Michi also wrote the basic methodology primer, and a list of things to avoid doing with the genre. Just, general cliches and bad ideas. And of course, what to do when your assassin in training accidentally kills somebody.

For spies, we don’t have quite as much stuff out there. Michi wrote a psych profile on spies, and then I followed up with some additional details on the limitations of that profile.

Finally, I’m going to fish out the recommendations list from this article, since it’s probably the most comprehensive one we’ve done for spies, and update it a bit. It was formatted with lighthearted super-spies first, and more grim and bitter approaches second.

Burn Notice’s is a bit schizophrenic. The narrator isn’t just a completely different character from Michael Westen, he’s actually at a different point on the spectrum. The show itself is fairly formalistic, while the narrator is talking about concerns and behavior from a realistic perspective. It’s part of why the show worked so well, but when you’re drawing from it, remember to keep those elements separate.

If you’re wanting to go more in the superspy direction, James Bond is the gold standard. License to Kill and Casino Royale are probably the most realistic (which isn’t saying much). If this is a good thing or not is a matter of taste.

The Bourne Identity (the first film only) is another solid formalistic example. (The second and third film have better fight choreography, but they suffer from a terminal case of shaky cam; which requires you already have a solid grasp of hand to hand to really follow.) The only part of Legacy I’ve seen was Jeremy Renner’s fantastic hand to hand work. It’s more cop than spy, but if you have the time, it could be worth looking at.

The novel is actually much closer to an American James Bond, with the serial numbers filed off. You can pick up some basic tradecraft from it, particularly Bourne’s thought process about blending into his environment can be very useful, and it’s something the film does skim completely over.

Salt is solidly in the superspy genre, the sleeper agents demonstrate supernatural resilience to damage, and the entire premise is a little crazy. But, if your spies aren’t really human, you could probably get some ideas from this.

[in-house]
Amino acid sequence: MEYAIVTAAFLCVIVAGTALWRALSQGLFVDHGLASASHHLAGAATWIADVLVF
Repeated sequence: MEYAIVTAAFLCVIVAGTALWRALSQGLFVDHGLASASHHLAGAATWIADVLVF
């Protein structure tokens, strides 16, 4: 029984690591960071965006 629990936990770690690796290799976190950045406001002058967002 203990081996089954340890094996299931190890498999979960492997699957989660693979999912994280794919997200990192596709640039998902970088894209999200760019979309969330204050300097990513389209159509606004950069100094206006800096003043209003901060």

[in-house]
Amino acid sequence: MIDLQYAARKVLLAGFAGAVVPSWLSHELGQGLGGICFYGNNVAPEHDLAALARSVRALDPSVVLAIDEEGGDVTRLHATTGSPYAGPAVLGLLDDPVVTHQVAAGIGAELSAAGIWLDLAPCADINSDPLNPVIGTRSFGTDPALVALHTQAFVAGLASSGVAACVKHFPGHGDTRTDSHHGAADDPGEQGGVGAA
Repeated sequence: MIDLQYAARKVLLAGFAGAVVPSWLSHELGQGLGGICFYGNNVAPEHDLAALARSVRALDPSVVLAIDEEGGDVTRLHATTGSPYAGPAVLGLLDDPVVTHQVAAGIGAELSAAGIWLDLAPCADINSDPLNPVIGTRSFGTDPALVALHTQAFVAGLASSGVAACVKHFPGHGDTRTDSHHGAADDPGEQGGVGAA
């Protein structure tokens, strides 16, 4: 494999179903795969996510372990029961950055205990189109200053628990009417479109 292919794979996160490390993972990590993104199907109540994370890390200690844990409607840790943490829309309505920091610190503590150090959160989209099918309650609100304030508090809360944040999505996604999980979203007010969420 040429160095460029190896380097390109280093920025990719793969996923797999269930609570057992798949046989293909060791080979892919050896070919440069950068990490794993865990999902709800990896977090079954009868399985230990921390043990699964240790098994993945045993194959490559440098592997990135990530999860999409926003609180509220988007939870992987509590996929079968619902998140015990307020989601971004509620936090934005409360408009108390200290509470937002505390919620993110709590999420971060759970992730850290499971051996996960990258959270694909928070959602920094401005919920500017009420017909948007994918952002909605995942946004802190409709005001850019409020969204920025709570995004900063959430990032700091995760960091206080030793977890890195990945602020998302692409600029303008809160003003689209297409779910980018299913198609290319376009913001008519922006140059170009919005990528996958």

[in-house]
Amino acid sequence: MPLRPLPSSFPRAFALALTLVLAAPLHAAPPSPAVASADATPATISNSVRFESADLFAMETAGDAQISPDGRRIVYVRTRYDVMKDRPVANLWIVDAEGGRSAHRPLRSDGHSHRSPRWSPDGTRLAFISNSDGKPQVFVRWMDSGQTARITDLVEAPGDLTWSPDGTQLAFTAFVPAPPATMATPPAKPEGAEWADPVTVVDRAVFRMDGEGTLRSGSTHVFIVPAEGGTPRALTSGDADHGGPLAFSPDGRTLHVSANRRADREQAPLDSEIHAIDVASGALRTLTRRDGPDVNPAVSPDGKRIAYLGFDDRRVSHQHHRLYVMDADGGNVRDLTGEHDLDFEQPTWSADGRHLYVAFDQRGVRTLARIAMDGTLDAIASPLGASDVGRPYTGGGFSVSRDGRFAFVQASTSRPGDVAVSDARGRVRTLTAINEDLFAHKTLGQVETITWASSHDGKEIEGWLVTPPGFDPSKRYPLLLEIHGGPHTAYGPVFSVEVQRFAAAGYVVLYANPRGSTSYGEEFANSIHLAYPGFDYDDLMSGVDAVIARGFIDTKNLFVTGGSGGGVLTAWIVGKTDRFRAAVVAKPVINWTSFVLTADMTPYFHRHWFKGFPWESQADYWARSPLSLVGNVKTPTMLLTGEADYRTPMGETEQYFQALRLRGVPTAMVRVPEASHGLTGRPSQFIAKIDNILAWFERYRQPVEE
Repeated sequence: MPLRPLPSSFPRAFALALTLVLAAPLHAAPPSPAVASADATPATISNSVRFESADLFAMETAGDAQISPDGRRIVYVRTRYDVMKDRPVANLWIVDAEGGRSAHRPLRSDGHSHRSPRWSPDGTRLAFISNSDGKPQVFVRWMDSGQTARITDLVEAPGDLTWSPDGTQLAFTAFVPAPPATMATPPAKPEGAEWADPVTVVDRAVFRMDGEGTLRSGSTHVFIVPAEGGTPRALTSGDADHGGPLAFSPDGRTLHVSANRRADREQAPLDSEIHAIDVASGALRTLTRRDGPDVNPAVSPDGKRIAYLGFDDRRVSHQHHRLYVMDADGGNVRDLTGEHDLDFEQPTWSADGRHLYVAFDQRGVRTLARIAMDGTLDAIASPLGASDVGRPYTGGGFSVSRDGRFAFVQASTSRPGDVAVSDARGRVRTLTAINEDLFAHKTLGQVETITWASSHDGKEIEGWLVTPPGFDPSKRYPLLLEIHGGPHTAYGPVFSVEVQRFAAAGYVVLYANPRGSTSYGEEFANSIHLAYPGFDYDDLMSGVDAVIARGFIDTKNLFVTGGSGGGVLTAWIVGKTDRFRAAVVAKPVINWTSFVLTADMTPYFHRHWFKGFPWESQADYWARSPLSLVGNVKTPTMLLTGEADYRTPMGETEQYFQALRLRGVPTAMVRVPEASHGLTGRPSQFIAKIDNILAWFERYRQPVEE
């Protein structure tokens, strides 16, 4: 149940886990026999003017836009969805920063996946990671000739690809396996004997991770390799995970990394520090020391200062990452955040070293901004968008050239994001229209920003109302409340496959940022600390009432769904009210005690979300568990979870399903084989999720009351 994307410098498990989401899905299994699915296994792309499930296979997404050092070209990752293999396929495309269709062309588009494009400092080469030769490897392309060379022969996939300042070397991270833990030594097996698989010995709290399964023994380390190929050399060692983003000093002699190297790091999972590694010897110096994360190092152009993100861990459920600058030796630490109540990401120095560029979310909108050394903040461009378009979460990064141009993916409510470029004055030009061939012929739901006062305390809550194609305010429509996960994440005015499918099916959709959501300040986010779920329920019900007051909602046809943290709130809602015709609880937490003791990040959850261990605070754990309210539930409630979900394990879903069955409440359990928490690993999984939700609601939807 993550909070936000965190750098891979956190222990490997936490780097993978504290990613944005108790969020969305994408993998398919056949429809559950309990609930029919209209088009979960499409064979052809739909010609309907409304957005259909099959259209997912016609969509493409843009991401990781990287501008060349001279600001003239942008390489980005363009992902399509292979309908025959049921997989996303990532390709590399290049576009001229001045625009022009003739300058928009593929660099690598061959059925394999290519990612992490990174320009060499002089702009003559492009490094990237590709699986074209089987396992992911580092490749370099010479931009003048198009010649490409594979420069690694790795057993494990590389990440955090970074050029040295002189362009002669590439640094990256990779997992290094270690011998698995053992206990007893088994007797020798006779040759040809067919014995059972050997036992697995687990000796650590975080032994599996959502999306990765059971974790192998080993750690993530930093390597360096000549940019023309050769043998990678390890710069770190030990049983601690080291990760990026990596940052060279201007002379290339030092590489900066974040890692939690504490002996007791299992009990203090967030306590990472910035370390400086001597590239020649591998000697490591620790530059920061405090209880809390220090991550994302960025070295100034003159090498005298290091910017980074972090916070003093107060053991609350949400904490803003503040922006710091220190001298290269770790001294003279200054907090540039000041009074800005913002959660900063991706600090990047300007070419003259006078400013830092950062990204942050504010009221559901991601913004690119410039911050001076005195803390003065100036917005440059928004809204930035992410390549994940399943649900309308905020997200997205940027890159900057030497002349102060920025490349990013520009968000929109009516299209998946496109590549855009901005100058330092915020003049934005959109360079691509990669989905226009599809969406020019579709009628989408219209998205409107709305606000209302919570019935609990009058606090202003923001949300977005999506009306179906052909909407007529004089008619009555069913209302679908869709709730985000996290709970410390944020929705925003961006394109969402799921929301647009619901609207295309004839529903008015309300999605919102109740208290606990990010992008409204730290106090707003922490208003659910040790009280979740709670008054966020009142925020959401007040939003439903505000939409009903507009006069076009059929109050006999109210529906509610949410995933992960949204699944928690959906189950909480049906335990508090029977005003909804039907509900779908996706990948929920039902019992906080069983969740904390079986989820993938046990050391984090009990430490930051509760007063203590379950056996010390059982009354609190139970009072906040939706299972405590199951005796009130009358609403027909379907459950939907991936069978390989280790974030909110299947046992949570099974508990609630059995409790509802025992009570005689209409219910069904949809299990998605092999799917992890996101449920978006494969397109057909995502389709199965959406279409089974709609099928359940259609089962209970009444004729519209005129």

Red is basically in the same vein, fun, but equally ludicrous. Again, if your spies have actual superpowers, go ahead and watch it. Karl Urban’s character might be worth looking at even if you are pushing for a more realistic bent.

Chuck wore thin for me. There’s stuff to like, so, it might be worth your time if you want to mess around with superspies interacting with the normal world.

The original Get Smart TV series is freakin’ brilliant. It’s a parody of the superspy genre that was partially helmed by Mel Brooks. Obviously, it’s not even remotely serious, but if you’re wanting to mock that genre it’s a must see.

If you’re wanting to run harder into the realistic genre, then you’re going to be looking at a much bleaker recommendation list. I’d start with The Human Factor by “Ishmael Jones”. This an ex-CIA case officer’s memoires, it’s easily available and deals with the current state of the American Intelligence community.

Blowback by Chalmers Johnson isn’t actually about spies per say, but it is about the political consequences of espionage (and foreign policy in general). This might not be something you want to delve into, but I’ll leave it on the list.

With the non-fiction reading out of the way, John Le Carre’s Tinker, Tailor, Soldier, Spy is a classic in the genre with good reason. The novel’s been adapted twice, with Alec Guinness and Gary Oldman playing George Smiley. I haven’t seen either, but the novel is a good primer for writing spies.

Having since seen the mini-series with Alec Guinness, it is fantastic, and worth watching.

The Fourth Protocol follows a retiring spy who’s investigating a Soviet plan to detonate a nuclear weapon on an American air base. Bonus points, in that the Russian agent is played by Pierce Brosnan. If you want to see how a realistic spy fights, then he’s probably the single best example. That said, it’s been about ten years since I saw this, so I could have accidentally slipped on rose colored glasses. I haven’t read the novel it’s based on.

I’m sadly scratching this one out. There’s actually two different versions of the film. The theatrical cut, and an extended cut that was used for some TV broadcasts. The theatrical cut is a mess, and the extended cut is basically impossible to obtain now.

Although somewhat dated, The Sandbaggers was a British TV series in the late 70s. Though the answer it gives on how their spies fight is “as little as possible.” Historically the show is actually based on how the CIA would task agents, rather than MI6.

Greg Rucka’s Queen and Country is a modern update of The Sandbaggers in comic form. I wouldn’t recommend it if you’ve already seen Sandbaggers, but if you don’t have access to the show, then this is much easier, and cheaper to find.

Ronin is a mix of formalism and realism. It’s still an action film, but the tradecraft the ex-spies use is remarkably solid. Given that you’ve started with Burn Notice, you should have a pretty good frame of reference to understand why they’re doing what they’re doing. Also, I’ll say it again, this is also one of the best films you can watch for car chases, almost every shot in the film was done with stunt drivers on actual streets, and it shows. If you want to get an idea of what a trained operative could actually do with a car, this isn’t completely off base.

Spy Game by the late Tony Scott is a rather hectic mix of realistic elements. I’m more comfortable dropping it here because of how heavily cut together it is, and elements of the film’s plot. This is a very dense primer on tradecraft.